Monday, December 22, 2014. Last Update: Mon 2:15 PM EST

The Second Opinion

How to Report on Medicare

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‘Mediscare’ claims persist. Does calling them ‘debunked’ suffice?

A humble suggestion for reporters covering a recycled Medicare campaign claim

Well, what do you know. Republicans are trying their luck yet again with campaign ads telling voters that the Dems... More

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How do you catch a candidate and pin him down?

MinnPost asked Sen. Al Franken’s challenger nine times what he’d do about Medicare and Social Security. The exchange is illuminating for reporters and voters.

Eric Black, a political columnist for MinnPost, offered a great example recently of how to pin down (or, at least,... More

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The Associated Press factchecks a couple ‘Mediscare’ ads in Kentucky

As the midterm campaign gets underway, some familiar talking points come out again

Bravo to The Associated Press! As soon as dueling ads for Kentucky Senator Mitch McConnell and his challenger in the... More

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Medicare isn’t doing its own ‘truth checking.’ Why?

Kudos to ProPublica for “Examining Medicare,” but there’s more to this story than the bad apples

In April, the Department of Health and Human Services released its great Medicare data dump unlocking a treasure chest of... More

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Six times Medicare caved

A pattern for reporters to dig in to

Reporters don't often cover the rule-making process that goes on at government agencies. If they do, they typically borrow from... More

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Investigating a $150 billion ‘black box’

CPI did stellar reporting on the Medicare Advantage “money grab,” despite agency stonewalling— here’s how others reporters can dig in

In a year-long investigation of Medicare Advantage (MA) plans, Fred Schulte, David Donald, Erin Durkin, and Chris Zubak-Skees of... More

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The promise and peril of new Medicare data

Newly-released Medicare payment data offer key clues to how physicians practice, get paid—if reporters proceed carefully

Yesterday's release by the Department of Health & Human Services of Medicare physician payment and service data--for decades out of... More

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What do you mean, control drug prices? We can’t do that

The latest fight over Medicare rules shows why American healthcare costs are so high

Update, 1:44 pm: CMS has backed off the proposed rule changes, The Hill reports. Want to understand why American healthcare... More

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Cut to: Medicare ‘cuts’

Reporters get another chance to put a recurring talking point in context and honestly explain to seniors what’s at stake

At the moment, it looks like Medicare may be the gift that keeps on giving for the GOP. For the... More

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Will seniors pay the price?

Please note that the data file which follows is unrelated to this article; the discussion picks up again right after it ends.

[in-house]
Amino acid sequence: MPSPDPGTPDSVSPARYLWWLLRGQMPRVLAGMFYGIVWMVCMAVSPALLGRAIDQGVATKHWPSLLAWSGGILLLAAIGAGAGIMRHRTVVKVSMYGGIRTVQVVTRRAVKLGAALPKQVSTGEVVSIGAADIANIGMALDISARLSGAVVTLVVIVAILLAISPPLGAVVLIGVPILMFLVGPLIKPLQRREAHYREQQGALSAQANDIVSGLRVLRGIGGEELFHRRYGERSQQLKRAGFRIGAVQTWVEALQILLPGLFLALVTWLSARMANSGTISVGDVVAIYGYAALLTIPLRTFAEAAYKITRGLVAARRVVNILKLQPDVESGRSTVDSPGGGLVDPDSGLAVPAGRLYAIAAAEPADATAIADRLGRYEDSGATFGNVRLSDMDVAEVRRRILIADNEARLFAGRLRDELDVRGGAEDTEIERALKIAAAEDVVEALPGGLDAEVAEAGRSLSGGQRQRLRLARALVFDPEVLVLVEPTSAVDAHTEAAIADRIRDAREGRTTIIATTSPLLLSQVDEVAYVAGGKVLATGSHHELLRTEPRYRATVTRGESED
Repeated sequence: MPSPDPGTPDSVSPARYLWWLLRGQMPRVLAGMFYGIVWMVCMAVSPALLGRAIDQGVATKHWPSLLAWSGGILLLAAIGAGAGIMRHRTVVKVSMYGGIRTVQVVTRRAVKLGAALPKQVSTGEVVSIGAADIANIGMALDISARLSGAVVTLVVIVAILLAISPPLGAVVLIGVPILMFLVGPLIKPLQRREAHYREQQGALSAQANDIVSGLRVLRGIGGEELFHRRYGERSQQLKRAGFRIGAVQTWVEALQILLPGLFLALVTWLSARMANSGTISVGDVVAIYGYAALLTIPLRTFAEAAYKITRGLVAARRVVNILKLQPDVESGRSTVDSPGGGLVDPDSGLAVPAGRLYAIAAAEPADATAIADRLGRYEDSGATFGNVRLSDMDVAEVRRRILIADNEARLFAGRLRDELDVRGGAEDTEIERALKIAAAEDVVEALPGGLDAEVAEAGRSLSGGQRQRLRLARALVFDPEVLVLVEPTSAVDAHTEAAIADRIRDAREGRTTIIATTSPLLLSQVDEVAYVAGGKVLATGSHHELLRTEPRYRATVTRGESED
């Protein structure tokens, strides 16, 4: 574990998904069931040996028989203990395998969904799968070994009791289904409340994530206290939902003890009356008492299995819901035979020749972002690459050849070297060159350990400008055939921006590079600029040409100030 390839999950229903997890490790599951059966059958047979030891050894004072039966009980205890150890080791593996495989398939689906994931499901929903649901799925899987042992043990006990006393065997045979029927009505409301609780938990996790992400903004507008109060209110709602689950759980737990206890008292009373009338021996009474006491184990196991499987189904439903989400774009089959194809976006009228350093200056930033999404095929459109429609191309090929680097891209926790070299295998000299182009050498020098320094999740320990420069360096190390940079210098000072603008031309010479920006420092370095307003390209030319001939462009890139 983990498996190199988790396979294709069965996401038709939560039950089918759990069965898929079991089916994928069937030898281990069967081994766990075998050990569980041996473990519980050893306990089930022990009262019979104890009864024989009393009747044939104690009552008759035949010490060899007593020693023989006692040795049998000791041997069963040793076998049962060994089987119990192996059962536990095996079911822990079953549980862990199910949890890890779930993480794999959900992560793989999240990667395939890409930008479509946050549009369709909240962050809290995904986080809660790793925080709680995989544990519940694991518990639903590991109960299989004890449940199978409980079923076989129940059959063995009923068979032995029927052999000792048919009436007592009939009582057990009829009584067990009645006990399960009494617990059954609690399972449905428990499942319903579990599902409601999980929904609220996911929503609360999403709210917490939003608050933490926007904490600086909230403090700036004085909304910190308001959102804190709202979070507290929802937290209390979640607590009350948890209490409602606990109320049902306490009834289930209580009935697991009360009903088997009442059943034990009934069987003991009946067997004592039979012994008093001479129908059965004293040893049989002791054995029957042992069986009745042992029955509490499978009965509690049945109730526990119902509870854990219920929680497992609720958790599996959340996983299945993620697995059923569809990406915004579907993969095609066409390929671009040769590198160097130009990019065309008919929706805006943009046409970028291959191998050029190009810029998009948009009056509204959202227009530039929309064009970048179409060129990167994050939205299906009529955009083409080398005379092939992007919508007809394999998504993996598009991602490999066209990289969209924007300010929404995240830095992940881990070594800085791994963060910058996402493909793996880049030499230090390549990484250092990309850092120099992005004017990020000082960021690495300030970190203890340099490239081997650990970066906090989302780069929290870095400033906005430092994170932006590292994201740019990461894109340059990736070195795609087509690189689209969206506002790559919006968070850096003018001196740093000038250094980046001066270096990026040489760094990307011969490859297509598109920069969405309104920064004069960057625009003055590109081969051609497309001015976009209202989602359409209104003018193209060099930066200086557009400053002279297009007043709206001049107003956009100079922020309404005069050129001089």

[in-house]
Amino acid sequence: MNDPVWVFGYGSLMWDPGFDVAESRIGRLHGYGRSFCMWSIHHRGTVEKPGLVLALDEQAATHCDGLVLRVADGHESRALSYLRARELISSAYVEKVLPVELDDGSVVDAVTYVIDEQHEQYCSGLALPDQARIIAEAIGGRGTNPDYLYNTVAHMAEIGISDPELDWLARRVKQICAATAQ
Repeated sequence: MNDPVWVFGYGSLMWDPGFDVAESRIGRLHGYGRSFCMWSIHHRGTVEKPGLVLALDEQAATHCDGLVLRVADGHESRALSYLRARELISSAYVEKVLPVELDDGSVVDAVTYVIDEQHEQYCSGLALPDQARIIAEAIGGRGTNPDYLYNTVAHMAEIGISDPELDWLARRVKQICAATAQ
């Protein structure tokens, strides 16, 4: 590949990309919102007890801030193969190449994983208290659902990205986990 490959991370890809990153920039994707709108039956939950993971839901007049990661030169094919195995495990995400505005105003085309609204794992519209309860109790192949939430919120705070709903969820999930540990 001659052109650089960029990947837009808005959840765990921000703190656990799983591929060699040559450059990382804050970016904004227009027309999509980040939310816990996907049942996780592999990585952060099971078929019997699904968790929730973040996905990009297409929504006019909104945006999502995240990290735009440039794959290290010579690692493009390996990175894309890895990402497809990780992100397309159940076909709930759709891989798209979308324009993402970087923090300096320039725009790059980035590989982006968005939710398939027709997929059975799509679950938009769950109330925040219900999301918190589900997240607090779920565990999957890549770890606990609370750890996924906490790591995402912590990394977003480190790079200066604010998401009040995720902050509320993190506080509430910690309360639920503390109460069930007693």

The hospital lobby’s agenda is clear—hit up Medicare beneficiaries, not hospitals, to pay for the “doctor fix”—and merits wider coverage

A telephone call with reporters on January 23 couldn't have been more explicit. The American Hospital Association, the big trade... More

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OC Register explodes Medicare myths

A laurel to the paper’s deep dive into Medicare Part D showing “profit trumps public interest”

As the Affordable Care Act tumbled along its rocky path to implementation, the media drew parallels between its disastrous... More

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CNN sows confusion

An interview with Sen. Angus King about the unfolding budget negotiations, Medicare, and Social Security—minus follow-up questions or clarifications

What did the government standoff have to do with Obamacare? I've been in Canada for much of this month on... More

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Medicare Uncovered: How many doctors still take Medicare?

How you answer depends on who you are and where you stand

How many doctors are really refusing to treat Medicare patients? It's a simple enough question. But it's also one of... More

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Medicare Uncovered: Cost cutting? We can’t have that!

Medical device makers flex their lobbying muscles

A classic healthcare-lobbying story is in the making--a shootout between the government and the medical device industry over cost... More

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Medicare Uncovered: Who should pay? Who can pay?

A shout-out to Marketwatch for a thorough report that challenges the “skin-in-the-game” theory

Elizabeth O'Brien's May 15 Marketwatch piece on proposed changes for Medicare is one of the best I have seen since... More

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Medicare Uncovered: parsing Senator Corker’s big bill

A primer for reporters on a significant bill

This is the third of a series of occasional "Medicare Uncovered" posts that will look at how the media are... More

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Medicare Uncovered: Corker and his bill

The press needs to move out of its comfort zone

This is the second of a series of occasional "Medicare Uncovered" posts that will look at how the media are... More

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Medicare, Paul Ryan, and beyond: a primer

Here’s context to clarify the big entitlements debates

Mitt Romney’s choice of Wisconsin Rep. Paul Ryan as his vice presidential nominee elevates Medicare and Medicaid (along with Social... More

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What makes Paul Ryan tick?

The New Yorker defines the man who would remake the government

For those closely observing the attacks on Medicare and Social Security, Ryan Lizza’s New Yorker profile piece in the August... More

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Medicare and misinformation

Is my premium rising? A beat memo for reporters

Two weeks ago a Midwest businessman sent an email to a long list of his senior friends warning that their... More

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False balance and the Medicare scare

Who’s been telling the truth in Florida?